12. Do peer leaders in the workplace improve implementation of self-management support training?
By Ervin, KE; Jeffery, V
Asia Pacific Journal of Health Management, Vol. 10 Issue 2 (2015)
Abstract
: The study aimed to detect changes in implementation rates of self management support, utilising health coaching training, when staff are provided with increased workplace support through peer leaders.

Journal – Table of Contents

From L.O.G.I.C: The journal of the New Zealand College of Primary Health Care Nurses, NZNO, September 2015

13A. Guest Editorial – Jane O,Malley: Equally well and primary care nurses
13B. Editor’s report: Co-editor Kate Stark
13C. Chair’s report: Hanging Ten for Health conference 2015
13D. Conference 2015: Message from the heart [Mia Carroll]
13E. Conference 2015: Models of care [Jill Clendon & Léonie Walker]
13F. Conference 2015: The DESMOND Story [Marryllyn Donaldson]
13G. Nursing for strengths: Utilising strengths and solutions focused approaches in daily patient care. What might be the possibilities?
13H. Rural nursing: NRH Conference News [Kate Stark & Sharon Hansen]
13I. Transgender youth: Bay of Plenty pilot pathway [Ross Mackay & Diana Prizgintas]
13J. The NZ Telehealth resource centre [Mark Eager]
13K. Varicella: What can New Zealand learn from other countries’ experiences? [Jacqui Crooks]
13L. Community pharmacy: Working together with you [Diana Wolken]
13M. Foot & Soul Clinic: A community outreach [Rachael Westenra RN]
13N. Oral health: Call for a unified approach [Norma van Arendonk]
13O. Join the college: NZCPHCN membership form

Conferences

14. NZ Dementia Summit
Jointly hosted by the NZ Dementia Cooperative, Alzheimers NZ and Carers NZ

Date: 5 – 6 November 2015
Venue: Te Papa, Wellington
More information: http://www.nzdementiasummit.org/

15. 5th International Conference on Neurology & Epidemiology | Australia
Date
: 18-20 November 2015
Venue: Griffith University | Gold Coast | AustraliaAbstract submissions close on 30 June 2015. Early bird registrations close on 15 July 2015.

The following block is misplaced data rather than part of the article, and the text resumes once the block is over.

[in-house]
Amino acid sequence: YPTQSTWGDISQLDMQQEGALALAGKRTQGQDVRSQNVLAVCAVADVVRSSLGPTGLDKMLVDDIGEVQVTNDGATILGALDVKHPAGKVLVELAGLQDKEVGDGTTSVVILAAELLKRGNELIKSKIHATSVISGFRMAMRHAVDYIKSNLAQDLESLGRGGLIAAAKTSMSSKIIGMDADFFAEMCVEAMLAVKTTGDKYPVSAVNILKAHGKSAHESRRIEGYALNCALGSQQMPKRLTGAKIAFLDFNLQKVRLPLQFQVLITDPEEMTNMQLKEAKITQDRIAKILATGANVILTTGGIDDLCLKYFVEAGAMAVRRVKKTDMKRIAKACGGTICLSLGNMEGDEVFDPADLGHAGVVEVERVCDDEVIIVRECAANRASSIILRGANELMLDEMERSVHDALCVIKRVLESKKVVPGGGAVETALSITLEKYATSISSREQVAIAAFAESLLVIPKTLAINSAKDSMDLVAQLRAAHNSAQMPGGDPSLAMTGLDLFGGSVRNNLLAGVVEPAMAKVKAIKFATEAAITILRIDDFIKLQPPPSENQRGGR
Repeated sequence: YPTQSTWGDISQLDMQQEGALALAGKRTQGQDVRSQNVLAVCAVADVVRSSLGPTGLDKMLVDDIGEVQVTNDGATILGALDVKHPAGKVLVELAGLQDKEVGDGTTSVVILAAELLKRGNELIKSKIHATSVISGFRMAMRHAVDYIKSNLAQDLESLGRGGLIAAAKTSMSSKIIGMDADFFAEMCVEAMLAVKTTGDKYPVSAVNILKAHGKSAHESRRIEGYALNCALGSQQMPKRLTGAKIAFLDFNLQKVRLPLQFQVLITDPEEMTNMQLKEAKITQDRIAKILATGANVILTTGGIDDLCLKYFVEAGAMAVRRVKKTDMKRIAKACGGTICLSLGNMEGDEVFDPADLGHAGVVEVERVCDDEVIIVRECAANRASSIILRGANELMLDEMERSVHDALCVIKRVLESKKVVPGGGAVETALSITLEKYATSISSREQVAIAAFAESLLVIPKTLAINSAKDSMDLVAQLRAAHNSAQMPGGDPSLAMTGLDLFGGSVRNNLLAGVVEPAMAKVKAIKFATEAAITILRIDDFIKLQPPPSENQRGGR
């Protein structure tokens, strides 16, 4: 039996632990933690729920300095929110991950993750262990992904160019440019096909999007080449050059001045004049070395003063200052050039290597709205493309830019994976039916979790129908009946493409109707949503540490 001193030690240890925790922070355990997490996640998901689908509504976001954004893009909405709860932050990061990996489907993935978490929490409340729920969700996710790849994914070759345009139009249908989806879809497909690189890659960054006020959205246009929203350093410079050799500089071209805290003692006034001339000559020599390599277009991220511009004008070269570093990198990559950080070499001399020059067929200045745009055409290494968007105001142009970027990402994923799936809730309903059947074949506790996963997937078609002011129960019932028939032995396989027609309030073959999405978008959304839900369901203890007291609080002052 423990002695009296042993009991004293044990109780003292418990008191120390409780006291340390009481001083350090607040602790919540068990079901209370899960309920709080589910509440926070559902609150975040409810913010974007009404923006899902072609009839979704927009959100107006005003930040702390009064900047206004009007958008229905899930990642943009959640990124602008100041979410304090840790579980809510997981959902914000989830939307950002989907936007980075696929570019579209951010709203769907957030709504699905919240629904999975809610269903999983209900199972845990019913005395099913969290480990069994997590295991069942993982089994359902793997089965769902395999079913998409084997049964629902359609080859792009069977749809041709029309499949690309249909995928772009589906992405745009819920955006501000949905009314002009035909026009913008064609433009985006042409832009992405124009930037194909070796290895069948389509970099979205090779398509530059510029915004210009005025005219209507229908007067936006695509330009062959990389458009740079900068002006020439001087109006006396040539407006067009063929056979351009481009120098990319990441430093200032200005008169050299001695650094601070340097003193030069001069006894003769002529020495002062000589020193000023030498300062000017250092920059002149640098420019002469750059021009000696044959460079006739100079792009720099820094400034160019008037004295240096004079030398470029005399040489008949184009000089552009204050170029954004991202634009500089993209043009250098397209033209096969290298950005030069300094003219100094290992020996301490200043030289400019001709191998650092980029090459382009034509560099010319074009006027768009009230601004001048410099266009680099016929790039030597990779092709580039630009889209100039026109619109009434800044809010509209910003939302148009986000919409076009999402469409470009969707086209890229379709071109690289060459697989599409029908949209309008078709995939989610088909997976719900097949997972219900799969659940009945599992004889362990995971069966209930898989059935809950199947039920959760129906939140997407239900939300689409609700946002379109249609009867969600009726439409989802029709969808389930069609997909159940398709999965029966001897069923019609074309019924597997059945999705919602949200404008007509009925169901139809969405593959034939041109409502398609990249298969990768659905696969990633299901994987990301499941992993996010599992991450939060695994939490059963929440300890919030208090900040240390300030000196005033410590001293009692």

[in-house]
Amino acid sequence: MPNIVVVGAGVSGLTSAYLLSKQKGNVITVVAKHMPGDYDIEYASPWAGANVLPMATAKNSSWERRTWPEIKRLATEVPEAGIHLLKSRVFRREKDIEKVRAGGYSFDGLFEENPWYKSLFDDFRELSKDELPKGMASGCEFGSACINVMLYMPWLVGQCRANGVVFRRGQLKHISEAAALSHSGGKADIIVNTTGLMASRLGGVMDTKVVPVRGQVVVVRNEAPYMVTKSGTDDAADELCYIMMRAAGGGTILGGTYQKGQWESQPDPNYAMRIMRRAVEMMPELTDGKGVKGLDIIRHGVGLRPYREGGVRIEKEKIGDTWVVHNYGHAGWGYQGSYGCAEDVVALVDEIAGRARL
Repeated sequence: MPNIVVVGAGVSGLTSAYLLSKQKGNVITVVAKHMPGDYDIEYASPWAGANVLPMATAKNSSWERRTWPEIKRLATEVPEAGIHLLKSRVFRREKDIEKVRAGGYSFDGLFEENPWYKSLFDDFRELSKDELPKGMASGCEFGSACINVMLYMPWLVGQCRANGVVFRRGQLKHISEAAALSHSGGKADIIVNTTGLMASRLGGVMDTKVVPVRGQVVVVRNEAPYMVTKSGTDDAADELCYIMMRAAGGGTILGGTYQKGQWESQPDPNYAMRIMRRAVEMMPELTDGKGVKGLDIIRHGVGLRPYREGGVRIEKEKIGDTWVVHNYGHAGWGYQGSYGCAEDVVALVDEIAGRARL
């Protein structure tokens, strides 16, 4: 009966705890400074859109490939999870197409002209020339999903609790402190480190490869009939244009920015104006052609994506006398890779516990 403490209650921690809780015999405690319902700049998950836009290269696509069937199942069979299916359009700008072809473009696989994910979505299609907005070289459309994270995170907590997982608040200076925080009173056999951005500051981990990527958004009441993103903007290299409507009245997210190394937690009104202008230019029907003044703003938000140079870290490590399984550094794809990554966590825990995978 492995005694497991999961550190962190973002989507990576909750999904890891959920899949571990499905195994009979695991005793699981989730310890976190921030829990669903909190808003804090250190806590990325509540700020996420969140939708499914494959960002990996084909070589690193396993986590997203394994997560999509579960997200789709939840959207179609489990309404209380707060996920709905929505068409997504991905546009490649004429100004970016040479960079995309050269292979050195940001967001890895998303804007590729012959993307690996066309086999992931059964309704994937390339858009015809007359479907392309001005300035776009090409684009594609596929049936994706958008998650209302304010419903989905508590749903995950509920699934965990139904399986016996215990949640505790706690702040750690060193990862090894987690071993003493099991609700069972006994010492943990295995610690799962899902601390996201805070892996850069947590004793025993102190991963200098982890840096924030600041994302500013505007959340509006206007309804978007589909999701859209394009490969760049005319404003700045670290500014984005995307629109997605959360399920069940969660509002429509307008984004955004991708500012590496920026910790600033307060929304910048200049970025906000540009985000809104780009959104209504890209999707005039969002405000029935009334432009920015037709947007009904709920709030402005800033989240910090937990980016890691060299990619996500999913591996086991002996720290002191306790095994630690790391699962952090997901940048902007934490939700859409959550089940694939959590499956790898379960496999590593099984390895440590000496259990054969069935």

View the programme or see the conference website for more information.

16. Christianity and the Code. Professing Faith in Professional Practice
The inaugural conference brings together renowned speakers to share their insights into how we can as professional practitioners and leaders being exemplars of quality practice and professing our faith through the delivery of truly holistic care.
Date: Friday evening November 6th, Saturday November 7th, 2015
Venue:  Laidlaw College, 80 Central Park Drive, Henderson Auckland
Registration online  http://tuhtop.co.nz/wptbp/ncfdivi/events/ 
More informationhttp://tuhtop.co.nz/wptbp/ncfdivi/wp-content/uploads/2015/09/NCFNZ-Inaugural-Conference.pdf

News - National

17. Low-nicotine cigarettes cut use, dependence, study finds
NZ Herald - 12:45 PM Thursday Oct 1, 2015

A new study might help the push for regulations to limit nicotine in cigarettes. Smokers who switched to special low-nicotine ones wound up smoking less and were more likely to try to quit, researchers found. The study only lasted six weeks, and researchers call the evidence preliminary. But they say it's the first large study to show that slashing nicotine, perhaps below an addiction threshold, is safe and leads to less smoking.
http://www.nzherald.co.nz/business/news/article.cfm?c_id=3&objectid=11522125

News – International

18. Health funding model for Victoria is proving elusive
The Age - October 1, 2015

We age, health costs soar, and governments argue over who will cough up the cash
http://www.theage.com.au/comment/onus-on-states-to-find-sustainable-health-funding-model-20150930-gjy1rj